Love Comes to the Executioner DVD Review

Written by Sham

DVD released by THINKFilm

Written and directed by Kyle W. Bergersen
2006, Region 1 (NTSC), 90 minutes, Rated R
DVD released on August 16th, 2006

Jonathan Tucker as Heck Prigusivac
Ginnifer Goodwin as Dori Dumchovic
Christine Ebersole as Miriam Prigusivac
Jeremy Renner as Chick Prigusivac
Michael Fairman as Warden Stankovic
Sean Sweeney as Bix
Wendy Worthington as Nurse Cetnik


Love Comes to the Executioner is one of the many movies picked up during its film festival circuit, and it’s a prime example of why independent filmmakers are the best to turn to for quality moviemaking.

The film focuses on Heck (Jonathan Tucker – The Texas Chainsaw Massacre (2003)), who is a heck of a lot smarter (sorry, I couldn’t resist the pun) than his immediate family. His mother (Christine Ebersole) is an alcoholic, his brother Chick (Jeremy Renner) is a distraught murderer, and his father was executed many years ago for suffering the aforementioned tribulations.

When Heck returns to his hometown, he immediately notices that if his mother doesn’t get help for her alcoholism, she’s going to die. Heck roams the streets in hopes of finding a job to pay for her medication, and the only one that seems decent is the “closer” at the nearby prison, which just so happens to be the place that has his insane brother, Chick, locked up.

The twist is Chick is on death row and, without previous knowledge of his position, Heck accepts his role as the “closer,” the person who executes the prisoners.

Through all of this, Heck slowly falls for the seductress inmate, Dori (Ginnifer Goodwin), who is also his brother’s ex-girlfriend, and is scheduled for execution. Can Heck save his alcoholic mother, the girl he loves, kill his brother and keep his sanity?

Love Comes to the Executioner is a dark comedy, full of ironic situations (becoming pregnant on the execution table) and hilarious dialogue. I admit to laughing for a few minutes when Heck, who is about to inject a lethal serum into a prisoner, is told to get out air bubbles because they can be fatal.

While the movie has its funny moments, it also borders on the inane. It takes a while to get into gear, but the movie becomes better paced as Heck becomes transfixed on his job at the prison. Scenes between Jonathan Tucker, Jeremy Renner, and Ginnifer Goodwin are very engaging, while random moments involving Heck’s ex-porn-star-mother feel a little less gutsy. I will give credit to actress Christine Ebersole, who has a great moment when she describes to Heck certain key scenes from her pornographic movie Back Door Barbecue. (“I didn’t know you could do that with barbecue tongs” — “It’s all about relaxing during the exhale. Want me to show you?”)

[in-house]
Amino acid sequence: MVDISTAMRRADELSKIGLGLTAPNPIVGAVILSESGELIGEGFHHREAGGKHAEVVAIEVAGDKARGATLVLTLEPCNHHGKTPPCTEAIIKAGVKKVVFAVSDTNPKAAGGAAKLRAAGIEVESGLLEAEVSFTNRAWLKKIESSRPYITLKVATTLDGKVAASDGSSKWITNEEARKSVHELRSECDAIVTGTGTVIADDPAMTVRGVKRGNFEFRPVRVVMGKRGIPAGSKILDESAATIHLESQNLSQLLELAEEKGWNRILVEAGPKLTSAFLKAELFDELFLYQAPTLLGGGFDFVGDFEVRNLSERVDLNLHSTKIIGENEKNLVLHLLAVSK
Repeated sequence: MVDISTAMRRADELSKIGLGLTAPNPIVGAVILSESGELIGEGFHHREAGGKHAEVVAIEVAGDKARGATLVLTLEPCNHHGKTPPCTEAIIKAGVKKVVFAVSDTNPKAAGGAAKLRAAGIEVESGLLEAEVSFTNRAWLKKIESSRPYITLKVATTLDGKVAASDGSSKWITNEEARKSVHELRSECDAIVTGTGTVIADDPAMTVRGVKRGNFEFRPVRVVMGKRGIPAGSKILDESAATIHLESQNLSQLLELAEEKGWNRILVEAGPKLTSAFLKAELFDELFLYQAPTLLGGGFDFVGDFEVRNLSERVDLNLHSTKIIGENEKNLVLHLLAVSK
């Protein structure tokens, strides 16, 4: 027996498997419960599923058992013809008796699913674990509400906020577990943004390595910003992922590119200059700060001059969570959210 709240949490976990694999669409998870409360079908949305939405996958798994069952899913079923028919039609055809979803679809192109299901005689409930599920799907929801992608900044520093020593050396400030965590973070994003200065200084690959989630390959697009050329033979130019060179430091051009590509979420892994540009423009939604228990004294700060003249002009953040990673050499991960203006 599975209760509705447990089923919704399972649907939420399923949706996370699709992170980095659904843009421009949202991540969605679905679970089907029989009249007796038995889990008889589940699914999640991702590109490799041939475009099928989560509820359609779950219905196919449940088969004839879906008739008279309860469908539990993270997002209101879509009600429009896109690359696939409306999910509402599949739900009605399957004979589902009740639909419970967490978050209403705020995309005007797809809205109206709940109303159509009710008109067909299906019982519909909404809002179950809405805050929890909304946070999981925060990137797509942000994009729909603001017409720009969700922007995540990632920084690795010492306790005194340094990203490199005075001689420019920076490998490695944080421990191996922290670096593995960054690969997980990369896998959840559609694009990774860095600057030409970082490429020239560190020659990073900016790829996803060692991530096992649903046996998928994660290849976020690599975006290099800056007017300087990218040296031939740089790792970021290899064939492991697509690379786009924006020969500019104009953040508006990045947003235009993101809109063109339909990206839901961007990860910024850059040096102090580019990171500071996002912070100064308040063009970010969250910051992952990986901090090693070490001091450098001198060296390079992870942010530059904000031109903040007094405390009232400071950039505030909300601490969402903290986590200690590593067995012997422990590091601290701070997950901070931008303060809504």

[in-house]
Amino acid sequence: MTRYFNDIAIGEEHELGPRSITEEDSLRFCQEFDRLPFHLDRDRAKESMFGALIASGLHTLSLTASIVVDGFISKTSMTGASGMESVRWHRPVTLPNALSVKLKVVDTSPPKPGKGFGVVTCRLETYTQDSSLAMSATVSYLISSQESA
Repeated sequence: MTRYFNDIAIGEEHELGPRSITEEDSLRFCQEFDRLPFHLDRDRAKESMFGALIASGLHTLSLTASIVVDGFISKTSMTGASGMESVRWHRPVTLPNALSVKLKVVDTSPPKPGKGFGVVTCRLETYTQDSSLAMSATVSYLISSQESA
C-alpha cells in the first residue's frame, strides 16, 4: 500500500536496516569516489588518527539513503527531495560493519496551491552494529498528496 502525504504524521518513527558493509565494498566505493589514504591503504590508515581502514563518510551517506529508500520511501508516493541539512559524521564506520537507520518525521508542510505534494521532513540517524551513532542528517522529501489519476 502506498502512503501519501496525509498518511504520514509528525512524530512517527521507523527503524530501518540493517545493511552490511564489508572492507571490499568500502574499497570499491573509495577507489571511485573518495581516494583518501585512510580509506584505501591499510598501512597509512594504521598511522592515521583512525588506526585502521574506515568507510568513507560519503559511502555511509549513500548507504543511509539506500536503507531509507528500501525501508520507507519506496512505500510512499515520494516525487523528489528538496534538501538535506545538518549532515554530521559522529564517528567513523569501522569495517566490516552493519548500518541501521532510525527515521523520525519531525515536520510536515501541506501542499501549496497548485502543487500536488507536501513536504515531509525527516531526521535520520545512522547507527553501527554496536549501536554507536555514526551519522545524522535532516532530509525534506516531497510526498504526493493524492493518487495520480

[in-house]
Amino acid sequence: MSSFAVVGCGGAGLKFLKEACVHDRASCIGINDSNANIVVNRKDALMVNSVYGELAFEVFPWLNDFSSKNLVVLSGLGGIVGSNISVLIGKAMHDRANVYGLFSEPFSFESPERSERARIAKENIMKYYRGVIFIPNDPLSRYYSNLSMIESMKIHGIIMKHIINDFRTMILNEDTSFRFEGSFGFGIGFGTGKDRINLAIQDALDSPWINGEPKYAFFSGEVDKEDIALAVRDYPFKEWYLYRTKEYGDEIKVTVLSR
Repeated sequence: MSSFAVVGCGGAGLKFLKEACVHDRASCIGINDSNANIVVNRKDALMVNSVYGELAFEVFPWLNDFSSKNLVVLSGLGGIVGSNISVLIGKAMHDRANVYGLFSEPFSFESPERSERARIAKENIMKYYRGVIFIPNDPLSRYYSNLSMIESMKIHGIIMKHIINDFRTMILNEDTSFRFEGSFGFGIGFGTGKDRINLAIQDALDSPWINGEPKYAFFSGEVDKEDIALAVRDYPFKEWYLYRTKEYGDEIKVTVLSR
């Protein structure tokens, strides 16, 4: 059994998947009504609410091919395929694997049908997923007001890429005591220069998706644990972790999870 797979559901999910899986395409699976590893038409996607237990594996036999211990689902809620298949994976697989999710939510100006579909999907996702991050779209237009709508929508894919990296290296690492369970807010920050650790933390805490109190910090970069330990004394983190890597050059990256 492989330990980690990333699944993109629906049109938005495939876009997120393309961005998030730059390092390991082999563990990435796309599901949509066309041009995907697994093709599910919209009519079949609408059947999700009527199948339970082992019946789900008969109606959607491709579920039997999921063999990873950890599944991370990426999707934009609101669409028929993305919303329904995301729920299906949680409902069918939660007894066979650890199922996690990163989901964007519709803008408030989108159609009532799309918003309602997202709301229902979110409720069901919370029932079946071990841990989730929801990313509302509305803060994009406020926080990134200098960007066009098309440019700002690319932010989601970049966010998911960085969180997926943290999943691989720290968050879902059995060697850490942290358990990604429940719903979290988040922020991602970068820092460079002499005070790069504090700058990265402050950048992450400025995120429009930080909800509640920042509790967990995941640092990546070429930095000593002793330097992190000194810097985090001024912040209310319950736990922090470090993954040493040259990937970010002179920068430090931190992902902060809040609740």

Writer and director Kyle W. Bergersen shows excellent craftsmanship with the camera, creating superb ambiance in key scenes. There’s a great moment during Heck’s interview at the prison, in which he uncomfortably eyeballs a twitchy fan that continues to jerk between him and the interviewer. Perhaps this is symbolic of the story — a problematic circle separating good from evil.

The film has its share of flaws, but condemning the movie for them is like putting down a criminal for stealing tootsie pops.

Video and Audio:

Love Comes is incorrectly labeled as having a 16:9 full frame transfer. The 16:9 part is correct; the full frame is obviously wrong.

Despite this mistake, the widescreen picture is good, although a bit on the soft side. There are some macroblocking problems during a majority of the film, but it’s not incredibly noticeable amongst the movie’s brilliant orange hues.

The movie is presented in 5.1 Dolby Surround, and it’s a major improvement over the picture. The rears aren’t used as often as I’d like, but for a film of its type, I didn’t expect anything more than that. Most of the movie is focused on the dialogue. There isn’t anything boisterous that is distracting from the movie, but it’s never too quite either. Josh Mancell’s superior score is never overpowered by the dialect, and vice versa. It’s all very balanced.

Special Features:

  • Cast Interviews
  • Outtakes
  • Trailers

I suppose the biggest feature on the DVD is the cast interviews segment, which is inherently a 13-minute look into the life of the movie’s characters and the performers that play the parts. The actors, consisting of Tucker, Renner, Goodwin, and Ebersole, talk about their roles, why they chose to do the film, and what they liked about the movie. It’s a good watch, although I didn’t like how many clip insertions from the movie they added between the interviews.

Following that are outtakes, which run about 5 minutes. They’re pretty funny, even though they mostly consist of the actors forgetting their lines.

Finishing off the DVD’s features are the trailers, which include previews for The Zodiac, 10th & Wolf, Down in the Valley and Love Comes to the Executioner.


Movie: 3.5 Stars – A wittedly morbid film with hilarious dialogue.
Video: 2.5 Stars – Flawed, but it’s decent.
Audio: 4 Stars – Better than the picture. It’s neither too muted nor too loud.
Features: 2.5 Stars – I’m not much for commentaries, but I think this DVD could have used one.
Overall: 3 stars – Although the DVD isn’t the best it can be, the movie holds its own enough to recommend a purchase.


Love Comes to the Executioner is justification why the indie market is the best area to look to for excellent filmmakers, actors, and — of course — motion pictures.

This is an easy rental and, although the DVD doesn’t have much to offer, the rewatchibility factor of the movie warrants a purchase.

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